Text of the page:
As Tim Fernholz emphasizes for The American Prospect, before the U.S. government created Fannie Mae in 1938, mortgages were very pricey 5-year loans, so expensive that only very wealthy Americans could ever hope to own a home. Fannie Mae changed all that by rolling out the 30-year mortgage, which lowered monthly payments for borrowers by providing a government guarantee against losses for banks. It worked.
But as Fernholz notes, without some kind of government involvement in the housing market, home ownership will revert to its pre-Depression status a privilege reserved for elites. Policymakers will have to implement significant changes in the mortgage finance system to ensure stability in the U.S. housing market, but whatever changes may come, a robust role for the government in housing will be essential.
Fannie and Freddie have been justifiably but inaccurately maligned in the aftermath of the mortgage crisis. In recent years, their executives ran the firms like out-of-control hedge funds, lobbied Congress like arrogant Wall Street banks and did nothing beyond the bare minimum required by law to help low-income borrowers. But Fannie and Freddie did not go headlong into subprime mortgages—the primary source of their losses came from loans to relatively high-quality borrowers.
The terrible mortgages that crashed the economy were issued by banking conglomerates and Wall Street megabanks—Fannie and Freddie were almost entirely divorced from that line of business. The problem with Fannie and Freddie was largely structural– investors and managers saw the potential for big profits from taking on loads of risk, but believed (accurately) that the government would eat losses if those risks backfired. So Fannie and Freddie ramped up risk, taking on as many mortgages as they could while keeping as little money as possible on hand to cushion against losses. Eventually the strategy destroyed them.... the government is going to have to keep subsidizing housing, but it will have to find new ways to do it. The old Fannie and Freddie model didn’t work, but the private sector will be unable to get the job done by itself....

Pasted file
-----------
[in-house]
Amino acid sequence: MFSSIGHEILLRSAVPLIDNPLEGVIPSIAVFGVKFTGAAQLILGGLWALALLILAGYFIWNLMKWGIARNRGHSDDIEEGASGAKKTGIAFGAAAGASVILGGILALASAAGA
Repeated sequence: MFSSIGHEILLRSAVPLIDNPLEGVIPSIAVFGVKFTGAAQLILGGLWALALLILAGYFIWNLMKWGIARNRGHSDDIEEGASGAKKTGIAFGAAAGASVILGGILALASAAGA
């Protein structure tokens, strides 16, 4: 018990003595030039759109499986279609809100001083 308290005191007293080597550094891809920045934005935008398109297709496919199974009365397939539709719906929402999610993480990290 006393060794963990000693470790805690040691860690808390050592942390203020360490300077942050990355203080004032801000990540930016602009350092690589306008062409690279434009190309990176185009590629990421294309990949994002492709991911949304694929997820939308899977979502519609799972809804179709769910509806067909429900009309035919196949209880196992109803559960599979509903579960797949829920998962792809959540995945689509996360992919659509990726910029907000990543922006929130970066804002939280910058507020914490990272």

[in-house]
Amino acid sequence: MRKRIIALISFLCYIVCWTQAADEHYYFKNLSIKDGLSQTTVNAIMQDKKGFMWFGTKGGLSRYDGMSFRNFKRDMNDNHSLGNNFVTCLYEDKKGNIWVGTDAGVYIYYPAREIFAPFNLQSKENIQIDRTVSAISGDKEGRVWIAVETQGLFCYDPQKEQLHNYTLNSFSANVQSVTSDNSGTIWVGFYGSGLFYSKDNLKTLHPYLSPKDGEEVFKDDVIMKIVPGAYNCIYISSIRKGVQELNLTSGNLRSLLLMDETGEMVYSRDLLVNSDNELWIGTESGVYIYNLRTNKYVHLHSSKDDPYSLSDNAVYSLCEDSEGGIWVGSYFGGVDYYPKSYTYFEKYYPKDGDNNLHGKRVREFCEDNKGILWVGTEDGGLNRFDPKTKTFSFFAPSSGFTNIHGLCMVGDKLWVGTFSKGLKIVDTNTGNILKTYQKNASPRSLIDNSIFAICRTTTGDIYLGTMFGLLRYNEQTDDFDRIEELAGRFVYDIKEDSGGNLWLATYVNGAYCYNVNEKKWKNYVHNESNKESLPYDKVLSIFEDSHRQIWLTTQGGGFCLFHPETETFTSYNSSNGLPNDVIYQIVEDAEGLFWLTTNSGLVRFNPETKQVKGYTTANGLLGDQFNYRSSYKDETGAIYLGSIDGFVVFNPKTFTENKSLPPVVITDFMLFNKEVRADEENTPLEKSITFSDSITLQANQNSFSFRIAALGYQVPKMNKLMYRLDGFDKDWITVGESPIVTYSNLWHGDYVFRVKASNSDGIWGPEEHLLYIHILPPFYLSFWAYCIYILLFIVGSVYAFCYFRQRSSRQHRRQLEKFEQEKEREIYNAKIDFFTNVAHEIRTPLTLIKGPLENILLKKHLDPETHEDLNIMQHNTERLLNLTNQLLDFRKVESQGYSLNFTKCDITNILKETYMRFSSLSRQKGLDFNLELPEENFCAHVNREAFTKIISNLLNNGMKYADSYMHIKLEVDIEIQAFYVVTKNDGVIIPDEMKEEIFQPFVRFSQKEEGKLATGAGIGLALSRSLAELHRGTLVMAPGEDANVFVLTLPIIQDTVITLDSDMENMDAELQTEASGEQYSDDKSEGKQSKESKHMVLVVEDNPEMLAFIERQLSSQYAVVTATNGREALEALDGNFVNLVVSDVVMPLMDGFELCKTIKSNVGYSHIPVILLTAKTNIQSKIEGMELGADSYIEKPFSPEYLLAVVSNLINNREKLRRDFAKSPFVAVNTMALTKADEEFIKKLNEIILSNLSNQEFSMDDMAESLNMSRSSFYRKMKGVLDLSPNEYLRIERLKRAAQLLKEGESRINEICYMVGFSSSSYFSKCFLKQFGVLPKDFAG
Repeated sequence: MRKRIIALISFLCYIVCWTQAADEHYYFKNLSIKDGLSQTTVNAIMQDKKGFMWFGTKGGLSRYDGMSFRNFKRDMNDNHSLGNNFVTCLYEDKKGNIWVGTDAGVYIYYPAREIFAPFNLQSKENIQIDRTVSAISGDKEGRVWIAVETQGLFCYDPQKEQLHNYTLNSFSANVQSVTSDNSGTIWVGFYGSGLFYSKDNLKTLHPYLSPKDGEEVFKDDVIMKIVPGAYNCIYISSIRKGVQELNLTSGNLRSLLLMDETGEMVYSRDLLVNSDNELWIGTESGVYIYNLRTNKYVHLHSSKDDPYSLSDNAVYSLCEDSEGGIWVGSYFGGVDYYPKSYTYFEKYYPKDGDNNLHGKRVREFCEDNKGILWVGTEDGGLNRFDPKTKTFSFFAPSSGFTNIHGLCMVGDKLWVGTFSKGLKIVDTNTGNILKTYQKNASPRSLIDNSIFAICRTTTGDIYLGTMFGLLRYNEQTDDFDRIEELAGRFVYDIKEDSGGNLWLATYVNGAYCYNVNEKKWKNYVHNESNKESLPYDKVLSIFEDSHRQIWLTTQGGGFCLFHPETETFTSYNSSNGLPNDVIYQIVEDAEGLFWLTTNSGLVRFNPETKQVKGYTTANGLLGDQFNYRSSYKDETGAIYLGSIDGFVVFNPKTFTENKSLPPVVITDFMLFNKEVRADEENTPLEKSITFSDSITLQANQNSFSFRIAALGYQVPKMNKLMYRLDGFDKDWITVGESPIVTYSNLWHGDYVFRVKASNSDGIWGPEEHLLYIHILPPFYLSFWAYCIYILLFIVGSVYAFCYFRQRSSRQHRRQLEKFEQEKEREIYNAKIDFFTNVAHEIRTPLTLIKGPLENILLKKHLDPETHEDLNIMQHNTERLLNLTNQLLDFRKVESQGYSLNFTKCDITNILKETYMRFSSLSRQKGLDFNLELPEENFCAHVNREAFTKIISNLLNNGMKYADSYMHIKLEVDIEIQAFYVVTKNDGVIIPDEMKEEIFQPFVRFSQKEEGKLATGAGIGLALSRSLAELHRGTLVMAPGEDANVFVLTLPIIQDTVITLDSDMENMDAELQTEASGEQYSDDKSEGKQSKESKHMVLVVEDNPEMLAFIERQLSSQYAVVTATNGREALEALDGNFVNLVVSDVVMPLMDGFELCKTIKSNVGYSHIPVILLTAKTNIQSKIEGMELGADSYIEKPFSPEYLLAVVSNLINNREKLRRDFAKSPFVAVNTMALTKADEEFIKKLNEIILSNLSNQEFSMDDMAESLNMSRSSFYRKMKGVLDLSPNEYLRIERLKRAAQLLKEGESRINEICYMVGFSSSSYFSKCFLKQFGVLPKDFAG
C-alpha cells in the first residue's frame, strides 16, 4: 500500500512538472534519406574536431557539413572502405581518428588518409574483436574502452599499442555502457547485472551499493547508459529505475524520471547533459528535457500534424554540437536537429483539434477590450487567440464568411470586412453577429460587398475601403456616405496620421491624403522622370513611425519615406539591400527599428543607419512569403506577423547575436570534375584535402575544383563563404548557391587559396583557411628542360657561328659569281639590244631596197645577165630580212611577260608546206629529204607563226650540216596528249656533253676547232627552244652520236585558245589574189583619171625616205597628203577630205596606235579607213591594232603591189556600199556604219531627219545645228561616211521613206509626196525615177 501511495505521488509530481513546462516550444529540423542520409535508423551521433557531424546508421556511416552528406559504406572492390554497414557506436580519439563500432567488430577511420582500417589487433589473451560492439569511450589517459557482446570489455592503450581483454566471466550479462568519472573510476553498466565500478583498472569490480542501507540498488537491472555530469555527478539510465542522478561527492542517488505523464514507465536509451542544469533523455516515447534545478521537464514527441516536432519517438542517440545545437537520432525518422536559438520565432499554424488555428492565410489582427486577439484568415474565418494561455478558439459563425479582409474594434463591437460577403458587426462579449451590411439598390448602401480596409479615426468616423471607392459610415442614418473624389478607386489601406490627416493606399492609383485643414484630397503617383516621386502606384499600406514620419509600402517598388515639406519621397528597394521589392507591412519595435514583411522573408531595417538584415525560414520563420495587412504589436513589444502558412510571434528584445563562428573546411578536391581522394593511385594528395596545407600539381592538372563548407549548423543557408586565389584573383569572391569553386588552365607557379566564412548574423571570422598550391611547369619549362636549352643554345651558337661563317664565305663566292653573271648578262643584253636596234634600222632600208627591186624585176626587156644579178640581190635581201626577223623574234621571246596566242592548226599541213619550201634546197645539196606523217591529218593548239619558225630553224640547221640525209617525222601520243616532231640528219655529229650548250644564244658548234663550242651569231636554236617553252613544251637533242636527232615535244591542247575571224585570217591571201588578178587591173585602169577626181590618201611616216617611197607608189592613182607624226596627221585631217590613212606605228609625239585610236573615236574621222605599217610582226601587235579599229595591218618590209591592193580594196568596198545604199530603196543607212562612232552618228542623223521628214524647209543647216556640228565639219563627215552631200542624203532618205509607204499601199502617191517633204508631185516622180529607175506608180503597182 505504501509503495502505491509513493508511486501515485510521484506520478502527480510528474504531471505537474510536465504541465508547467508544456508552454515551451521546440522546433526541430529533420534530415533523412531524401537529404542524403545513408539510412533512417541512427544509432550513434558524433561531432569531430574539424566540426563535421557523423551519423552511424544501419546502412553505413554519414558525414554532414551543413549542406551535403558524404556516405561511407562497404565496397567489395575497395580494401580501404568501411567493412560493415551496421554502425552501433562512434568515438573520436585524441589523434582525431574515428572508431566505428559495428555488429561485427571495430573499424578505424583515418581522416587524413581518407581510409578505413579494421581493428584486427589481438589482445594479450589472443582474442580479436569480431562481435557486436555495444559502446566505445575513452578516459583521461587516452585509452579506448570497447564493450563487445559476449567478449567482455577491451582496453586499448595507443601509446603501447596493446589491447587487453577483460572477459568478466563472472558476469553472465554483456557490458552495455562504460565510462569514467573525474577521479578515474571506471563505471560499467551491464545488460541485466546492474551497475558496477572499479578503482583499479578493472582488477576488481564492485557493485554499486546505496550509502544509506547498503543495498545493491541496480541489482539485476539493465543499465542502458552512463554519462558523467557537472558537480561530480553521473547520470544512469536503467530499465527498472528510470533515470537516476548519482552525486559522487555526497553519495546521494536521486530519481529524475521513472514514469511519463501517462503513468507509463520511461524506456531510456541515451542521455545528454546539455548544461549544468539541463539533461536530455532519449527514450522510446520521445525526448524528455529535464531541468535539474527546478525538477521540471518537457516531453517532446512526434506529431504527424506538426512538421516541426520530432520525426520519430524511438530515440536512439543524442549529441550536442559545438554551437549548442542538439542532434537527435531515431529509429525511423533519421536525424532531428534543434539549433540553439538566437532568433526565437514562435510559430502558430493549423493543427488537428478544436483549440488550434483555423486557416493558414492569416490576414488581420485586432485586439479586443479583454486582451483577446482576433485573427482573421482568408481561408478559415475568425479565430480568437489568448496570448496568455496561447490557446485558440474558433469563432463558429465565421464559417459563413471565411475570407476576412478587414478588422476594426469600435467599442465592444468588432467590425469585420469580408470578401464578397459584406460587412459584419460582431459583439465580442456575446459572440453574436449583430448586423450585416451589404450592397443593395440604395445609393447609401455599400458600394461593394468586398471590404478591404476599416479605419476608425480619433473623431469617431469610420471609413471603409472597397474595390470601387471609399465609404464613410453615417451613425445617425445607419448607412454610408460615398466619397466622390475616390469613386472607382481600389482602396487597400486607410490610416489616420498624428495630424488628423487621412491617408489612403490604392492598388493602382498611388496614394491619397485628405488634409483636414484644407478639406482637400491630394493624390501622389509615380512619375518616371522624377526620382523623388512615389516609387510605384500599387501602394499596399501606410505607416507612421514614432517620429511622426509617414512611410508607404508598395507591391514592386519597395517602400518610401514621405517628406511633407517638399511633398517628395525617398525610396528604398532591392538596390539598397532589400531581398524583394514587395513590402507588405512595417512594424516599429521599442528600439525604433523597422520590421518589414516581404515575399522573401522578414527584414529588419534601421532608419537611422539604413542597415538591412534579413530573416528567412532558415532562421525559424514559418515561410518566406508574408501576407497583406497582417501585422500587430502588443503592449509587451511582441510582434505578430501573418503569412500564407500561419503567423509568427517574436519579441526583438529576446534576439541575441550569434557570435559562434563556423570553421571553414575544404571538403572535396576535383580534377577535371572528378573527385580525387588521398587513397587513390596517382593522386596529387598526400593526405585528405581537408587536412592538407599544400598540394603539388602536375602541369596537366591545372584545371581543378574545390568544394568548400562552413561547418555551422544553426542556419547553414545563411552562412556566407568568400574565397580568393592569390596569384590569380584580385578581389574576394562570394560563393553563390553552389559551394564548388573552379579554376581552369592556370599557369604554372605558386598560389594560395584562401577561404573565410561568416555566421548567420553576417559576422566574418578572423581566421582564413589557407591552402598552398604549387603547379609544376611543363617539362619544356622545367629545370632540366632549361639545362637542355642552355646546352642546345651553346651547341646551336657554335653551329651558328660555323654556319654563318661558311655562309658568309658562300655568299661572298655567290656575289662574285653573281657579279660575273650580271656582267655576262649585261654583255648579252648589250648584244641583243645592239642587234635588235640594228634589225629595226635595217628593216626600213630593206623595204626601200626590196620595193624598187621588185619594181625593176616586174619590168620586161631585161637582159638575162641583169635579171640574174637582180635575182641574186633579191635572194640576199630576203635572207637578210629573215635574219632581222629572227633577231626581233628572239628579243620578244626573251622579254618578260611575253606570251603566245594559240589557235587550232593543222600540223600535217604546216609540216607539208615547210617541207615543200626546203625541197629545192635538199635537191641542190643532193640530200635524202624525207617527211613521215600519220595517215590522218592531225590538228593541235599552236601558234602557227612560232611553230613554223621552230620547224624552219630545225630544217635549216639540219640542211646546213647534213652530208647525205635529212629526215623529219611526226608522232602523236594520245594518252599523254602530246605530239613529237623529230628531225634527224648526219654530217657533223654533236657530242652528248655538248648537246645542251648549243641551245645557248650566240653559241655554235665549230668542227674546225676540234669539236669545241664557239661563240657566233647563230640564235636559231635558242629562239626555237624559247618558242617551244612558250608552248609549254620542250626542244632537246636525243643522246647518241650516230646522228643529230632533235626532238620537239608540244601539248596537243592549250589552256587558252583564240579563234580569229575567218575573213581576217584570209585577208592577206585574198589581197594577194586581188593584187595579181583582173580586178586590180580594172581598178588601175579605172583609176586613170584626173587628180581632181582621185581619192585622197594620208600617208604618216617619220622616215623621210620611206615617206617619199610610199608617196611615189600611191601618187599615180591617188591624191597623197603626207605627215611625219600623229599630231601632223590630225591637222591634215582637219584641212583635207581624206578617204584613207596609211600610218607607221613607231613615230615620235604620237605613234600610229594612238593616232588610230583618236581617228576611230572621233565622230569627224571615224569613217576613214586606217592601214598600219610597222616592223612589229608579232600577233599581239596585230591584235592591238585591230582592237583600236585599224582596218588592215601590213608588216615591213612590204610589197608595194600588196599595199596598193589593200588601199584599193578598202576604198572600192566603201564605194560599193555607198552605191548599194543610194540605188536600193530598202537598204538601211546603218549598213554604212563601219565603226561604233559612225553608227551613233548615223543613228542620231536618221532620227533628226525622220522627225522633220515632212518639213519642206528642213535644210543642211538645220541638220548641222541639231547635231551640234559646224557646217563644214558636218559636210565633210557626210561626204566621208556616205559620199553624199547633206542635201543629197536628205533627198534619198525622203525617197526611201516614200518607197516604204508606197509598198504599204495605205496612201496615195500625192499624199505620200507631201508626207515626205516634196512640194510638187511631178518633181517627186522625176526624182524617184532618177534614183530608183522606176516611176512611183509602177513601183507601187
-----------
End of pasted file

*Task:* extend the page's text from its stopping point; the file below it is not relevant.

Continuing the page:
*****
I have not done justice to the full text of Carter's article in this short space. Yet I can't help but note--again--the automatic assumption that home ownership is the only path to salvation for individuals and the nation's economy. If traditional affordable housing advocates and community groups haven't had much voice in the discussion, as Carter asserts, then renters and tenants don't have a prayer. The more things change, the more they stay the same.
I've already outed myself as a home owner who has enjoyed the many benefits of the present system. But if the government does intervene on behalf of Americans to protect affordable housing, is single-family home ownership the only model?

We have just seen major reform in the credit card industry. This is our chance to revise housing choices for our children. Are we thinking broadly enough?
[image via FreakingNews]


Buying the Farm

Speaking of flesh-eaters.

I don't know about you, but nothing cheers me up more than spending money I don't have on gardening essentials I wouldn't miss.

Which is why, when I came home this weekend, the first financial decision I made was to invest in vermiculture.

About $31.50 bought me 500 red wriggler worms with free two-day shipping. The rest will be basically free: a bin with a lid that I've drilled air holes into, a lot of old newspaper, and uncooked kitchen waste.

Of course, if I do it wrong the first time, it'll be a sight costlier.

I know this is not for everyone, but don't judge. You have your ice cream and People magazine on your bad days, I'll have my worms on mine.

For detailed, step-by-step advice on starting your own worm farm, go to CityFarmer Comics.

Monday, August 23, 2010

For Sale: One Life, Slightly Used

We humans like to feast on brains.

Memoir. Essays. Creative nonfiction. Call it what you want.

It's still brains. And hearts. The fresher the better.

I ought to know. I am both host and parasite. (That's writer to you.)

Read. Live. Gorge. Write. Then Go To the Bank. It's actually pretty gross. 

So when Elizabeth Gilbert, who just sold her Gut Soul Heart to Hollywood, went along with the product tie-ins that now adorn the aisles of a major retail player, and permitted a tour company to market her soul-searching itinerary to eager pilgrims, I wanted to run screaming into the zombie-ridden night.

Ethical concerns? Sure, that's part of it. Telling personal stories for profit is an iffy enough business, without all the marketing swag. I worry that the essential stuff at the heart of Eat Pray Love's apparent fluff--the hard-won struggle to be free--has been lost in the shuffle off to Hollywood.

But there's something else, not so pretty. Caitlin Kelly's recent post on Open Salon brought it to the surface. Although she was expressing dismay about women readers who condemned Gilbert's choice to flee her marriage, Kelly has also caused me to examine my high-minded outrage about Gilbert's economic choices since.

Ten years ago, when I was a fiction writer with modest success, my life was derailed by death. Many deaths, in fact, all crystallized by the one that looms largest now: the death of my husband.

Like Anne LaMott, I went looking for the book I needed, and it just wasn't there. I was going to have to write it, if I wanted it to exist.